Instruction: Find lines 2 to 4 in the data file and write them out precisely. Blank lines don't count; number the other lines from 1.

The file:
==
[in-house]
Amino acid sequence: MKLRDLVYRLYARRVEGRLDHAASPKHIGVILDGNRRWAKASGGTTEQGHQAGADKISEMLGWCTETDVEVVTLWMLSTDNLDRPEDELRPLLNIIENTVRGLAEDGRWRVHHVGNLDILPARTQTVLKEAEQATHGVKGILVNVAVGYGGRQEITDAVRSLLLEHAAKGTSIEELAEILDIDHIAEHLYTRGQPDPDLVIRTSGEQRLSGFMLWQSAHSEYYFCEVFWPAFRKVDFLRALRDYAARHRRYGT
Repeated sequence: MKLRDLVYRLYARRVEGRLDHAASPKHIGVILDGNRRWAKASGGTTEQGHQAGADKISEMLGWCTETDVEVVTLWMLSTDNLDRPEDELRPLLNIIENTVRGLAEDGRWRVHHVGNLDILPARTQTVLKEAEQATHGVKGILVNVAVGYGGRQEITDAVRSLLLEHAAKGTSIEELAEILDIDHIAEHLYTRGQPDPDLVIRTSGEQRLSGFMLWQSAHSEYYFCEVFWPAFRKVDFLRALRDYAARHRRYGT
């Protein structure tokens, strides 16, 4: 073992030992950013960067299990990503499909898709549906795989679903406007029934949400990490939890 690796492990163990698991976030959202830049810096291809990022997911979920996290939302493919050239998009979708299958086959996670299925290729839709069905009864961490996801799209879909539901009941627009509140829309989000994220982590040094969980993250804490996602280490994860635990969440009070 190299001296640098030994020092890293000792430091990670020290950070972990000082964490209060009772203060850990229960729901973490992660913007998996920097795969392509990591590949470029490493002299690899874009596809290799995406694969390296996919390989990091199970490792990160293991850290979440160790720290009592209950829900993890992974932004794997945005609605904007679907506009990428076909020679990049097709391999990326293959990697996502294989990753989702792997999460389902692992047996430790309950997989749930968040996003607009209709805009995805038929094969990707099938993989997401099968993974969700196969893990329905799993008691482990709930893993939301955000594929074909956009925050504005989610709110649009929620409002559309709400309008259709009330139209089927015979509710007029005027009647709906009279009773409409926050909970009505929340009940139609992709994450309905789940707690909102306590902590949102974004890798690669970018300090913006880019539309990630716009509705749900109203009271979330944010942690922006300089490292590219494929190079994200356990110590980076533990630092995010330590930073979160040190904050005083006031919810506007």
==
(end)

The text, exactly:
Amino acid sequence: MKLRDLVYRLYARRVEGRLDHAASPKHIGVILDGNRRWAKASGGTTEQGHQAGADKISEMLGWCTETDVEVVTLWMLSTDNLDRPEDELRPLLNIIENTVRGLAEDGRWRVHHVGNLDILPARTQTVLKEAEQATHGVKGILVNVAVGYGGRQEITDAVRSLLLEHAAKGTSIEELAEILDIDHIAEHLYTRGQPDPDLVIRTSGEQRLSGFMLWQSAHSEYYFCEVFWPAFRKVDFLRALRDYAARHRRYGT
Repeated sequence: MKLRDLVYRLYARRVEGRLDHAASPKHIGVILDGNRRWAKASGGTTEQGHQAGADKISEMLGWCTETDVEVVTLWMLSTDNLDRPEDELRPLLNIIENTVRGLAEDGRWRVHHVGNLDILPARTQTVLKEAEQATHGVKGILVNVAVGYGGRQEITDAVRSLLLEHAAKGTSIEELAEILDIDHIAEHLYTRGQPDPDLVIRTSGEQRLSGFMLWQSAHSEYYFCEVFWPAFRKVDFLRALRDYAARHRRYGT
């Protein structure tokens, strides 16, 4: 073992030992950013960067299990990503499909898709549906795989679903406007029934949400990490939890 690796492990163990698991976030959202830049810096291809990022997911979920996290939302493919050239998009979708299958086959996670299925290729839709069905009864961490996801799209879909539901009941627009509140829309989000994220982590040094969980993250804490996602280490994860635990969440009070 190299001296640098030994020092890293000792430091990670020290950070972990000082964490209060009772203060850990229960729901973490992660913007998996920097795969392509990591590949470029490493002299690899874009596809290799995406694969390296996919390989990091199970490792990160293991850290979440160790720290009592209950829900993890992974932004794997945005609605904007679907506009990428076909020679990049097709391999990326293959990697996502294989990753989702792997999460389902692992047996430790309950997989749930968040996003607009209709805009995805038929094969990707099938993989997401099968993974969700196969893990329905799993008691482990709930893993939301955000594929074909956009925050504005989610709110649009929620409002559309709400309008259709009330139209089927015979509710007029005027009647709906009279009773409409926050909970009505929340009940139609992709994450309905789940707690909102306590902590949102974004890798690669970018300090913006880019539309990630716009509705749900109203009271979330944010942690922006300089490292590219494929190079994200356990110590980076533990630092995010330590930073979160040190904050005083006031919810506007």